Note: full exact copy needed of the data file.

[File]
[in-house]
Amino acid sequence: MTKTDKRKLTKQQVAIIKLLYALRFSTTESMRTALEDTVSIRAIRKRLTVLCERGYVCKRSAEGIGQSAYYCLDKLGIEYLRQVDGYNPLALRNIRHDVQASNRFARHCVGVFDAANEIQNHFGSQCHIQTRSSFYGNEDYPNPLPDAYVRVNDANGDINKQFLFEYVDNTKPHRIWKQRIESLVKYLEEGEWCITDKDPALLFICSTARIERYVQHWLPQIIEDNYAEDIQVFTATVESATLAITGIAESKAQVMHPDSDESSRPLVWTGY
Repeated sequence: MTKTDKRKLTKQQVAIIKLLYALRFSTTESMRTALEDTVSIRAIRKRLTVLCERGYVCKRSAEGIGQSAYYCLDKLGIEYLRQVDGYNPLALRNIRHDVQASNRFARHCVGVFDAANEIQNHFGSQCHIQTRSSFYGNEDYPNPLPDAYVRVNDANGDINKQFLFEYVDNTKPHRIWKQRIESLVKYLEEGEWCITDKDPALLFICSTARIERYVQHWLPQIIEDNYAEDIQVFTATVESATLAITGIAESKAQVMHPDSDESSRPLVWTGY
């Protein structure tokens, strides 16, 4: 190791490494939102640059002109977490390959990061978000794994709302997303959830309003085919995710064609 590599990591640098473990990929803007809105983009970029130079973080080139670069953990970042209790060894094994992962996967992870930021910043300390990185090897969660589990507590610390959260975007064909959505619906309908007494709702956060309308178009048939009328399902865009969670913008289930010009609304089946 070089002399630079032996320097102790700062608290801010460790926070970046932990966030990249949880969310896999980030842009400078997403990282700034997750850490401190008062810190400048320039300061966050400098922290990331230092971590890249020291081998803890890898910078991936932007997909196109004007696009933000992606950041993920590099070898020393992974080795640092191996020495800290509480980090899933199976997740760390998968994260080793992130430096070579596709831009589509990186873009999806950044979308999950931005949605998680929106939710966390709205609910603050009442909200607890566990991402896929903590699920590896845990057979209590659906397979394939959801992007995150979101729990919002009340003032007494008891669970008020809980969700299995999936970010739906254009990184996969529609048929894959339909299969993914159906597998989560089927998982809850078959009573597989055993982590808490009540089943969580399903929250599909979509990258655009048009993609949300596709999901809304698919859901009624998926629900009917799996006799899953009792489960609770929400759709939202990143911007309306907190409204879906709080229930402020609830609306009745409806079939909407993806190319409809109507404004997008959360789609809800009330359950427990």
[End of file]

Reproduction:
[in-house]
Amino acid sequence: MTKTDKRKLTKQQVAIIKLLYALRFSTTESMRTALEDTVSIRAIRKRLTVLCERGYVCKRSAEGIGQSAYYCLDKLGIEYLRQVDGYNPLALRNIRHDVQASNRFARHCVGVFDAANEIQNHFGSQCHIQTRSSFYGNEDYPNPLPDAYVRVNDANGDINKQFLFEYVDNTKPHRIWKQRIESLVKYLEEGEWCITDKDPALLFICSTARIERYVQHWLPQIIEDNYAEDIQVFTATVESATLAITGIAESKAQVMHPDSDESSRPLVWTGY
Repeated sequence: MTKTDKRKLTKQQVAIIKLLYALRFSTTESMRTALEDTVSIRAIRKRLTVLCERGYVCKRSAEGIGQSAYYCLDKLGIEYLRQVDGYNPLALRNIRHDVQASNRFARHCVGVFDAANEIQNHFGSQCHIQTRSSFYGNEDYPNPLPDAYVRVNDANGDINKQFLFEYVDNTKPHRIWKQRIESLVKYLEEGEWCITDKDPALLFICSTARIERYVQHWLPQIIEDNYAEDIQVFTATVESATLAITGIAESKAQVMHPDSDESSRPLVWTGY
């Protein structure tokens, strides 16, 4: 190791490494939102640059002109977490390959990061978000794994709302997303959830309003085919995710064609 590599990591640098473990990929803007809105983009970029130079973080080139670069953990970042209790060894094994992962996967992870930021910043300390990185090897969660589990507590610390959260975007064909959505619906309908007494709702956060309308178009048939009328399902865009969670913008289930010009609304089946 070089002399630079032996320097102790700062608290801010460790926070970046932990966030990249949880969310896999980030842009400078997403990282700034997750850490401190008062810190400048320039300061966050400098922290990331230092971590890249020291081998803890890898910078991936932007997909196109004007696009933000992606950041993920590099070898020393992974080795640092191996020495800290509480980090899933199976997740760390998968994260080793992130430096070579596709831009589509990186873009999806950044979308999950931005949605998680929106939710966390709205609910603050009442909200607890566990991402896929903590699920590896845990057979209590659906397979394939959801992007995150979101729990919002009340003032007494008891669970008020809980969700299995999936970010739906254009990184996969529609048929894959339909299969993914159906597998989560089927998982809850078959009573597989055993982590808490009540089943969580399903929250599909979509990258655009048009993609949300596709999901809304698919859901009624998926629900009917799996006799899953009792489960609770929400759709939202990143911007309306907190409204879906709080229930402020609830609306009745409806079939909407993806190319409809109507404004997008959360789609809800009330359950427990």